In a world troubled by religious strife and division, Chris Lowney's vividly written book offers a hopeful historical reminder: Muslims, Christians, and Jews once lived together in Spain, creating a centuries-long flowering of commerce, culture, art, and architecture.
In 711, a ragtag army of Muslim North Africans conquered Christian Spain and launched Western Europe's first Islamic state. In 1492, Ferdinand and Isabella vanquished Spain's last Muslim kingdom, forced Jews to convert or emigrate, and dispatched Christopher Columbus to the New World. In the years between, Spain's Muslims, Christians, and Jews forged a golden age for each faith and distanced Spain from a Europe mired in the Dark Ages.
Medieval Spain's pioneering innovations touched every dimension of Western life: Spaniards introduced Europeans to paper manufacture and to the Hindu-Arabic numerals that supplanted the Roman numeral system. Spain's farmers adopted irrigation technology from the Near East to nurture Europe's first crops of citrus and cotton. Spain's religious scholars authored works that still profoundly influence their respective faiths, from the masterpiece of the Jewish kabbalah to the meditations of Sufism's "greatest master" to the eloquent arguments of Maimonides that humans can successfully marry religious faith and reasoned philosophical inquiry. No less astonishing than medieval Spain's wide-ranging accomplishments was the simple fact its Muslims, Christians, and Jews often managed to live and work side by side, bestowing tolerance and freedom of worship on the religious minorities in their midst.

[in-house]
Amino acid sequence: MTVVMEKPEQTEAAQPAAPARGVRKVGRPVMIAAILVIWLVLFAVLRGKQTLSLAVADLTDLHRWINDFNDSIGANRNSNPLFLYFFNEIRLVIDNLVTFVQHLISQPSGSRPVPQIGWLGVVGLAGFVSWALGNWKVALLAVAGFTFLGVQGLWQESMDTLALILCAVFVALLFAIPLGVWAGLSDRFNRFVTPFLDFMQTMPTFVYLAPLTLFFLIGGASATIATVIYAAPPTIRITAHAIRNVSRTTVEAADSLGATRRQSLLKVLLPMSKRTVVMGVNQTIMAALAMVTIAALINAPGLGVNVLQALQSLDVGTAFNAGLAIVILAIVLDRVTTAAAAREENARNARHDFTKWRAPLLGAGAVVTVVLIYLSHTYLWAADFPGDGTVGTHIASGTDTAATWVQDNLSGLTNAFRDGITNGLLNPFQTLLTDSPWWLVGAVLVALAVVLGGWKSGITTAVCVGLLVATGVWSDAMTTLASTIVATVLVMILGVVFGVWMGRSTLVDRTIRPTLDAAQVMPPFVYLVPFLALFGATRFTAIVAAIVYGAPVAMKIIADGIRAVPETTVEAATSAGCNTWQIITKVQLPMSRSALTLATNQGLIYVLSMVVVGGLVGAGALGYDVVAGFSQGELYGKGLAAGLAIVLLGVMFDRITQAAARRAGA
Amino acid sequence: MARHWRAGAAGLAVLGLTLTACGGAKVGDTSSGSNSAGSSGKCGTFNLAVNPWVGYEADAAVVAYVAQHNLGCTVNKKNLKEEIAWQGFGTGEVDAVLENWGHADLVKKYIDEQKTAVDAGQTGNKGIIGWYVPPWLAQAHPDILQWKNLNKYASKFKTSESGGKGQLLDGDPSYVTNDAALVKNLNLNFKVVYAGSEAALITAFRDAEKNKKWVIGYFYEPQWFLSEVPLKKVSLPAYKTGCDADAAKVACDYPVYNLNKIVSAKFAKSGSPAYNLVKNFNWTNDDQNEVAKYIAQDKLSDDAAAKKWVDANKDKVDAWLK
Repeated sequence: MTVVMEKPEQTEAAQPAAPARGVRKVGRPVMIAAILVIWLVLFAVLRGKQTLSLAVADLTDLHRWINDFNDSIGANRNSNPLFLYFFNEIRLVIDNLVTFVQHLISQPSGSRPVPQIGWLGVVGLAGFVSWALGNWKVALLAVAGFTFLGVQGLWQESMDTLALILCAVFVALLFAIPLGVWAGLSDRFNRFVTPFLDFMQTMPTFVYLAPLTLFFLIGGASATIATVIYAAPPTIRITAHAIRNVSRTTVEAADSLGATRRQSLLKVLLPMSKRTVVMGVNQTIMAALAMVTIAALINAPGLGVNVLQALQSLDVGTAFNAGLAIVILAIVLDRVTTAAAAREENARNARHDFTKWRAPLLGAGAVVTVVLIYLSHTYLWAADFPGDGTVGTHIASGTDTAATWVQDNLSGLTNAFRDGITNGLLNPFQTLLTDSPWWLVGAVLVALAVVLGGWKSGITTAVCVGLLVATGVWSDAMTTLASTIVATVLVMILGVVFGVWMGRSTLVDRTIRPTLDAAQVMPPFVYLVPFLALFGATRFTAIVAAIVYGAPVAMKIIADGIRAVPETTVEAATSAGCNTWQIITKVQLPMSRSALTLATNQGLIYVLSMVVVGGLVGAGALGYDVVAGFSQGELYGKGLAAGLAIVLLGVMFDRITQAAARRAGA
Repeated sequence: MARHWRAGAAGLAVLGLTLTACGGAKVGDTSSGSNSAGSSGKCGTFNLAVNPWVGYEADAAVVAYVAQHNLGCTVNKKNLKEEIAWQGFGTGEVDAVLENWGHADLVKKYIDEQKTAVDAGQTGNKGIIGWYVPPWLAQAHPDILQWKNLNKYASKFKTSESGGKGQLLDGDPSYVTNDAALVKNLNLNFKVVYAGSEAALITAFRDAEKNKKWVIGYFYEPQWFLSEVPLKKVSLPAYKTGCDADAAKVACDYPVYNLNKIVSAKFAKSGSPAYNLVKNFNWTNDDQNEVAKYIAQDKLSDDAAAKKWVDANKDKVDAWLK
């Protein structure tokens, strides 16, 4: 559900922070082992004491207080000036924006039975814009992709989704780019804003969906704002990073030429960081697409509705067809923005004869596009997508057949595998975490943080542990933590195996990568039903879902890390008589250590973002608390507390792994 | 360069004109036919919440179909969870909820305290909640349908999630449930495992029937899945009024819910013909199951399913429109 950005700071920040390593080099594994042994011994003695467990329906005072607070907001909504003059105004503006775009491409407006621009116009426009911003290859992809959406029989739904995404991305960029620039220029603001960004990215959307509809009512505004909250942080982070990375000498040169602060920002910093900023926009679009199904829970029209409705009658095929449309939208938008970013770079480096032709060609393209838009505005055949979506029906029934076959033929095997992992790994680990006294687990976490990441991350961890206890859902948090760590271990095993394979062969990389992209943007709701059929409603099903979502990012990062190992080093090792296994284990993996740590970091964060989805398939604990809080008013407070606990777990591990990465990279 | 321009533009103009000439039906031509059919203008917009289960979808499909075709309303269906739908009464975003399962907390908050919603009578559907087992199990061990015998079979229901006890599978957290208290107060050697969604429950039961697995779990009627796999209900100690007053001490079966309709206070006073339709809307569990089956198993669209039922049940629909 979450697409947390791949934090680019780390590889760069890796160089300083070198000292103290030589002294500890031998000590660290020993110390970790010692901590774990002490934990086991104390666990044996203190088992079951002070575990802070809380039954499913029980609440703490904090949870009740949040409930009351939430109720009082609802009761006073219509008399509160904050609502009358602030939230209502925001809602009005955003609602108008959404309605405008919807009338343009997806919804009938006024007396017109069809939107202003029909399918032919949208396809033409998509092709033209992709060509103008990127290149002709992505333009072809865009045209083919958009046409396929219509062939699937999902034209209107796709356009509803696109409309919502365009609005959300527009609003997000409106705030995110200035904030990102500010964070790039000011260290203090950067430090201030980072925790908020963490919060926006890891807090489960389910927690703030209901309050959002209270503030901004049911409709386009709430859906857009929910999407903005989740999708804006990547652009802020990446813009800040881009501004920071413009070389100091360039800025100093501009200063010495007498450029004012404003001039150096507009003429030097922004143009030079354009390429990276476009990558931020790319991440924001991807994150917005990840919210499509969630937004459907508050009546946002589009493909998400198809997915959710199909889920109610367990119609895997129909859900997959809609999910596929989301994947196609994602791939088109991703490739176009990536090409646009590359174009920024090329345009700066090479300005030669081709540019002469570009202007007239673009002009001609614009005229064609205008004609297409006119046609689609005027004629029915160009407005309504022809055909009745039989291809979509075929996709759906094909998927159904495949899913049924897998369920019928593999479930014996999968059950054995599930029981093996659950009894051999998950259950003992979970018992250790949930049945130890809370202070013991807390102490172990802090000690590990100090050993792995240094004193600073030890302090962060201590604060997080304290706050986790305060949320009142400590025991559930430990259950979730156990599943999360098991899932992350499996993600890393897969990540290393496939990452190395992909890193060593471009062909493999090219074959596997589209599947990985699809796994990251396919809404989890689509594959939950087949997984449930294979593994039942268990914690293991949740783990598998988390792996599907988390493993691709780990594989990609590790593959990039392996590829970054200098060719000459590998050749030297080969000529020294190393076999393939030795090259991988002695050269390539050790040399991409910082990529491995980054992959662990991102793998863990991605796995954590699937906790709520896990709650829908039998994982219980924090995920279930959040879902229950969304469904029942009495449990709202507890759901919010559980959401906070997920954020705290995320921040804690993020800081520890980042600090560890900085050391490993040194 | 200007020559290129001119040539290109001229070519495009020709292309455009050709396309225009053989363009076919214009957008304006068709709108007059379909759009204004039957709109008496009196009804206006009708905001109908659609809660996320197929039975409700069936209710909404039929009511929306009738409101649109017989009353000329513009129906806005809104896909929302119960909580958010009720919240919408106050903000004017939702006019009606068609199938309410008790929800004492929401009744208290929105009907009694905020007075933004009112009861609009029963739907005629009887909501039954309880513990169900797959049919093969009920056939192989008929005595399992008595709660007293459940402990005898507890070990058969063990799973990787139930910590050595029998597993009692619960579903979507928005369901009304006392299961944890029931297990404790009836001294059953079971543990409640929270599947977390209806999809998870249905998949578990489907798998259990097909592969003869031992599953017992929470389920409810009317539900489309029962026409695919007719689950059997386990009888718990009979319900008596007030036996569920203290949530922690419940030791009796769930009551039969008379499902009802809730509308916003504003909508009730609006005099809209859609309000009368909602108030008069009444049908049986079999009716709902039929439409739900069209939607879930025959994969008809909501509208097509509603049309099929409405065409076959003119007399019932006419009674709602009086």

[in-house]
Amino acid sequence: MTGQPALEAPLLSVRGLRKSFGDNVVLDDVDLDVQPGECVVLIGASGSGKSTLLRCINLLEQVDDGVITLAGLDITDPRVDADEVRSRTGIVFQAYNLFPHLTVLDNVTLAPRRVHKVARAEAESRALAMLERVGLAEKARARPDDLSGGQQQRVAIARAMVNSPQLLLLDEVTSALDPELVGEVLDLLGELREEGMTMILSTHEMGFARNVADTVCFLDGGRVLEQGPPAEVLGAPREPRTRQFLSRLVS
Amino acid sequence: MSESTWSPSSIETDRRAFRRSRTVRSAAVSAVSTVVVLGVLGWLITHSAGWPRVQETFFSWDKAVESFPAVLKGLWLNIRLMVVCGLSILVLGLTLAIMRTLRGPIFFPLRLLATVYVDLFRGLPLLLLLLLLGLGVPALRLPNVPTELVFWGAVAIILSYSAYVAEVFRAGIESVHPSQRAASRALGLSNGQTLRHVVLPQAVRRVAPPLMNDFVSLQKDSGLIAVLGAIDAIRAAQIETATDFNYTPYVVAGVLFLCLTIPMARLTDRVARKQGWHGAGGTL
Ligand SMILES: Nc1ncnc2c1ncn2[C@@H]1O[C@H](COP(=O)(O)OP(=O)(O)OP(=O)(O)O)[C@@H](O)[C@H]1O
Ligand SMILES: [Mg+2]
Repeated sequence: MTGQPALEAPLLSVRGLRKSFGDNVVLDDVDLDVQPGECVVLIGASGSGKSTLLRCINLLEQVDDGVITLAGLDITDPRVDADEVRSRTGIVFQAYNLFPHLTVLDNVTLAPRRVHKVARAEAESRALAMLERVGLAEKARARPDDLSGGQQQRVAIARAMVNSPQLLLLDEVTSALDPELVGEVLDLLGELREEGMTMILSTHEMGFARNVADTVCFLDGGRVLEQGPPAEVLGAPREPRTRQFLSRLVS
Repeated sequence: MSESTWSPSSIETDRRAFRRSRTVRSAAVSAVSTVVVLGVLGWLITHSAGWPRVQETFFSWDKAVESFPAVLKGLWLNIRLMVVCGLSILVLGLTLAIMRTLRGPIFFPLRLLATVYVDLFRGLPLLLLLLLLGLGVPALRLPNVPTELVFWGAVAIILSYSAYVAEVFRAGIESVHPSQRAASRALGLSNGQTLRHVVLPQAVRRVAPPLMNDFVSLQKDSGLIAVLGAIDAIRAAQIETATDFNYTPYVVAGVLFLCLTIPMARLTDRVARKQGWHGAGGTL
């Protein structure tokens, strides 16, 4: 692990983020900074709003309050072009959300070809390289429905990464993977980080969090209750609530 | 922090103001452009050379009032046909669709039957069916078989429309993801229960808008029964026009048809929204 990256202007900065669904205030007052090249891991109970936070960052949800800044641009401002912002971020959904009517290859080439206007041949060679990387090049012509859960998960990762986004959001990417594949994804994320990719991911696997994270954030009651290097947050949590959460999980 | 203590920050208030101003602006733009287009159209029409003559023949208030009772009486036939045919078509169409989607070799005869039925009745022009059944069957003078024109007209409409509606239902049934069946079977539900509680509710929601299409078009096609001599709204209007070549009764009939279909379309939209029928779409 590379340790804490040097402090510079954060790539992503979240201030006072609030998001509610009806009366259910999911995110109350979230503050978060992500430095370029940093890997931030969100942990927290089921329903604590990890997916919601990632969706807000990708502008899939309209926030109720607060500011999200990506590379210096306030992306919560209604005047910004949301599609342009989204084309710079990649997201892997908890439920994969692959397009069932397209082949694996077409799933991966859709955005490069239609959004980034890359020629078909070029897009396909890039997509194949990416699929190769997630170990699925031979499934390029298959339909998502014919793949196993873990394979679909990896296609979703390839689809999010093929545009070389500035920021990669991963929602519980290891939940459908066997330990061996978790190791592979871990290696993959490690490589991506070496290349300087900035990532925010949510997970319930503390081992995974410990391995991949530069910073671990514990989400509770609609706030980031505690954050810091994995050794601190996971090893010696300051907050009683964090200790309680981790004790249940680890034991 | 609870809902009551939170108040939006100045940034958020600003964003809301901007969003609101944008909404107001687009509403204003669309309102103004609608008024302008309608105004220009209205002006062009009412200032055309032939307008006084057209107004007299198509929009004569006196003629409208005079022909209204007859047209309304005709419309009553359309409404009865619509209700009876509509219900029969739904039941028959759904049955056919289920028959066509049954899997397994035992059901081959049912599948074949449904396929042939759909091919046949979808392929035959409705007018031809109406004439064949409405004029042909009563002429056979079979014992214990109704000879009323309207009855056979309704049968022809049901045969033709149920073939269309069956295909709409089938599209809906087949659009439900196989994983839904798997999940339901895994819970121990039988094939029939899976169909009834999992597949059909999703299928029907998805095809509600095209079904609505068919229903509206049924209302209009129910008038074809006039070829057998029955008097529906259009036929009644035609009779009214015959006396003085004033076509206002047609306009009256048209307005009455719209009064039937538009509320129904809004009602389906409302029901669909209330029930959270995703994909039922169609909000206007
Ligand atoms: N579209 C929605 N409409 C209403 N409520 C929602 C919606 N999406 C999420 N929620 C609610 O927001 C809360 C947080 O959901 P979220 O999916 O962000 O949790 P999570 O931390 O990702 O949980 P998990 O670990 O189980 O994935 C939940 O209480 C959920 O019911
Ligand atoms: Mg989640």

A Vanished World chronicles this impossibly panoramic sweep of human history and achievement, encompassing both the agony of jihad, Crusades, and Inquisition, and the glory of a multicultural civilization that forever changed the West. One gnarled root of today's religious animosities stretches back to medieval Spain, but so does a more nourishing root of much modern religious wisdom.
"This historical tract reads like a good novel, but more importantly, gives us hope that, far from being a potential disaster, the mixing of peoples and traditions from the Middle East and the West can bring us closer to an age of true peace and cooperation."
-- Rev. Michael Garanzini, S.J., President, Loyola University-Chicago